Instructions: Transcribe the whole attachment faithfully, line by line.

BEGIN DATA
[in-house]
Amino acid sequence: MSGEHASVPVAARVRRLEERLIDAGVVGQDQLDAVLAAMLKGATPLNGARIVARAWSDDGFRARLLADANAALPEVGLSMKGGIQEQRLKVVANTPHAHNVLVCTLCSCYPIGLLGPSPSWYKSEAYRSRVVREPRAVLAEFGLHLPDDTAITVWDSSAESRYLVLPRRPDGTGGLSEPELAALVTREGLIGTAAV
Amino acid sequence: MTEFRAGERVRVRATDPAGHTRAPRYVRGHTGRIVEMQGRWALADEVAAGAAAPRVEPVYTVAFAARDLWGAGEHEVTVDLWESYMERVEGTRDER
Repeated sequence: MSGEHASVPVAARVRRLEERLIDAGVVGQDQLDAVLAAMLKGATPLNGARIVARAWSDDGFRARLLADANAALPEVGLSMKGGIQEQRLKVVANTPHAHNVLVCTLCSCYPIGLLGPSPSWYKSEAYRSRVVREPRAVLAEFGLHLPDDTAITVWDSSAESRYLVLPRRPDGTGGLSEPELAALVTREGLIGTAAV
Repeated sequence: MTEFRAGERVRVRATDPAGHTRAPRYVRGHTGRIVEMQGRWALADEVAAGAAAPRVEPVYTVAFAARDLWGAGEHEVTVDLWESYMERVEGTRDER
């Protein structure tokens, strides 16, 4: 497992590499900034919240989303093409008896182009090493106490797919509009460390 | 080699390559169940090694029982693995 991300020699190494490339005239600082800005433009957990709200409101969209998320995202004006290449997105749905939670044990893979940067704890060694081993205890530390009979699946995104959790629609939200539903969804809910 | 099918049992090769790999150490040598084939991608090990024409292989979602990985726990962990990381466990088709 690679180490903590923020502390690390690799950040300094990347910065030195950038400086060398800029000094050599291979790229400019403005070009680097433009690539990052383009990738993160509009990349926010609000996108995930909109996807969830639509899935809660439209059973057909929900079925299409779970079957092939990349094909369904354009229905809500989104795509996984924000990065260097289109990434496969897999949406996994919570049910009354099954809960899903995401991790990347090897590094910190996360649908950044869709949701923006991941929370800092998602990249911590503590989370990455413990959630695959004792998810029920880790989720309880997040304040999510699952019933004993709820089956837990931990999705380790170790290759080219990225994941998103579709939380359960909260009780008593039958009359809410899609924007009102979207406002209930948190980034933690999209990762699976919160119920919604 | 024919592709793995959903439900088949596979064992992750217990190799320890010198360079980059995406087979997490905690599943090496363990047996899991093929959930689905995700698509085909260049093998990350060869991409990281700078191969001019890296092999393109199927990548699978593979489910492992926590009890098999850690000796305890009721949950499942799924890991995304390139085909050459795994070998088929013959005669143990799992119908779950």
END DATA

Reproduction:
[in-house]
Amino acid sequence: MSGEHASVPVAARVRRLEERLIDAGVVGQDQLDAVLAAMLKGATPLNGARIVARAWSDDGFRARLLADANAALPEVGLSMKGGIQEQRLKVVANTPHAHNVLVCTLCSCYPIGLLGPSPSWYKSEAYRSRVVREPRAVLAEFGLHLPDDTAITVWDSSAESRYLVLPRRPDGTGGLSEPELAALVTREGLIGTAAV
Amino acid sequence: MTEFRAGERVRVRATDPAGHTRAPRYVRGHTGRIVEMQGRWALADEVAAGAAAPRVEPVYTVAFAARDLWGAGEHEVTVDLWESYMERVEGTRDER
Repeated sequence: MSGEHASVPVAARVRRLEERLIDAGVVGQDQLDAVLAAMLKGATPLNGARIVARAWSDDGFRARLLADANAALPEVGLSMKGGIQEQRLKVVANTPHAHNVLVCTLCSCYPIGLLGPSPSWYKSEAYRSRVVREPRAVLAEFGLHLPDDTAITVWDSSAESRYLVLPRRPDGTGGLSEPELAALVTREGLIGTAAV
Repeated sequence: MTEFRAGERVRVRATDPAGHTRAPRYVRGHTGRIVEMQGRWALADEVAAGAAAPRVEPVYTVAFAARDLWGAGEHEVTVDLWESYMERVEGTRDER
């Protein structure tokens, strides 16, 4: 497992590499900034919240989303093409008896182009090493106490797919509009460390 | 080699390559169940090694029982693995 991300020699190494490339005239600082800005433009957990709200409101969209998320995202004006290449997105749905939670044990893979940067704890060694081993205890530390009979699946995104959790629609939200539903969804809910 | 099918049992090769790999150490040598084939991608090990024409292989979602990985726990962990990381466990088709 690679180490903590923020502390690390690799950040300094990347910065030195950038400086060398800029000094050599291979790229400019403005070009680097433009690539990052383009990738993160509009990349926010609000996108995930909109996807969830639509899935809660439209059973057909929900079925299409779970079957092939990349094909369904354009229905809500989104795509996984924000990065260097289109990434496969897999949406996994919570049910009354099954809960899903995401991790990347090897590094910190996360649908950044869709949701923006991941929370800092998602990249911590503590989370990455413990959630695959004792998810029920880790989720309880997040304040999510699952019933004993709820089956837990931990999705380790170790290759080219990225994941998103579709939380359960909260009780008593039958009359809410899609924007009102979207406002209930948190980034933690999209990762699976919160119920919604 | 024919592709793995959903439900088949596979064992992750217990190799320890010198360079980059995406087979997490905690599943090496363990047996899991093929959930689905995700698509085909260049093998990350060869991409990281700078191969001019890296092999393109199927990548699978593979489910492992926590009890098999850690000796305890009721949950499942799924890991995304390139085909050459795994070998088929013959005669143990799992119908779950």